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RCMP Warn Of Interac Refund Email Scam

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Whether it’s an unwanted phone call or email, it’s hard to avoid encounters with potential scammers in today’s world. With this in mind, RCMP in Stettler say there’s another scam people should be aware of. It’s called the Interac Refund Email Scam. Here’s the information Mounties are providing at this point:

“Stettler RCMP has become aware of a ‘new’ scam involving personal email. A recipient will receive an email that will appear to come directly from Interac advising of a refund owed back to the recipient and provide a deadline to receive the money.
It is recommended that if you’re not expecting any type of money transfer via Interac E-Transfer to do the following:
  • Contact the ‘refunder’ directly through another medium (ie. phone, a different email account or attend in person if possible)
  • Do not open any attachments in the email
  • Do not click any links attached to the email
  • Do not provide any personal details via email in a response
Although there are a variety of scams targeting people via email/regular mail/phone, the following are some commonalities to be aware of:
  • They often involve a sense of urgency (ie. a deadline, an emergency or expiration date). This is intended to get the victim to act without thinking things through or conducing their own research into the subject matter.
  • It is often disguised as something legitimate, but will vary from how the legitimate institute typically operates. (ie. An email scam stating that CRA is sending the police to collect on an outstanding tax bill – the police don’t act in this capacity and CRA sends their correspondence through the mail, not email).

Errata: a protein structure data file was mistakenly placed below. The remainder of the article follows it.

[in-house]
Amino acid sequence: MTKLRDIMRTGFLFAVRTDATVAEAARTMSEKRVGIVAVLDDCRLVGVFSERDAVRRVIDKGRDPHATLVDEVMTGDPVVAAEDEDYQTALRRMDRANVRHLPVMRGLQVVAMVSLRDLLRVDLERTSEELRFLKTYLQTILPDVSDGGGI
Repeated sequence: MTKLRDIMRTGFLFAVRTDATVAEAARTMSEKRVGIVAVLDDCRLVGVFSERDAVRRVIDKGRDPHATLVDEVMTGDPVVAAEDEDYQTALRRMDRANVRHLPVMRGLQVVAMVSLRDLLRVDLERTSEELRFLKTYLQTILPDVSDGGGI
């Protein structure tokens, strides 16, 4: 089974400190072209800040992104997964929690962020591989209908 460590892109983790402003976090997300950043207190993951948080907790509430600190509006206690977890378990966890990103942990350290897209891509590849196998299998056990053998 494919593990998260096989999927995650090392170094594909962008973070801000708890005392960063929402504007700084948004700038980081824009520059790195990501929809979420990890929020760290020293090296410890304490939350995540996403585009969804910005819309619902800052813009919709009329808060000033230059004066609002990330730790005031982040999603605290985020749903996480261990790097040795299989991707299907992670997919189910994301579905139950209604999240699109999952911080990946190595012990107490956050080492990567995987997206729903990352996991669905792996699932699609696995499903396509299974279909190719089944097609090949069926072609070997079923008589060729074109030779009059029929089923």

• The item being offered seems too good to be true. (ie. The Stars Lottery email scam where the victim is told they’ve won a significant prize but needs to pay in order to receive it).”

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ZZ Top: Bearded bassist Dusty Hill dies in his sleep at 72

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HOUSTON (AP) — ZZ Top bassist Dusty Hill, one of the Texas blues trio’s bearded figures, died at his Houston home, the band announced Wednesday on Facebook. He was 72.

In their post, guitarist Billy Gibbons and drummer Frank Beard said Hill died in his sleep. They didn’t give a cause of death, but a July 21 post on the band’s website said Hill was “on a short detour back to Texas, to address a hip issue.”

At that time, the band said its longtime guitar tech, Elwood Francis, would fill in on bass, slide guitar and harmonica.

Born Joe Michael Hill in Dallas, he, Gibbons and Beard formed ZZ Top in Houston in the late 1970s.

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Access requester told to wait five years for public health agency head’s email, texts

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OTTAWA — A requester seeking access to a week’s worth of emails and messages from the head of a federal agency embroiled in controversy has been told to wait five years or more for a response under Canada’s information law.

The applicant recently asked the Public Health Agency of Canada for emails, texts and messages that president Iain Stewart had sent or received from June 14 to 21.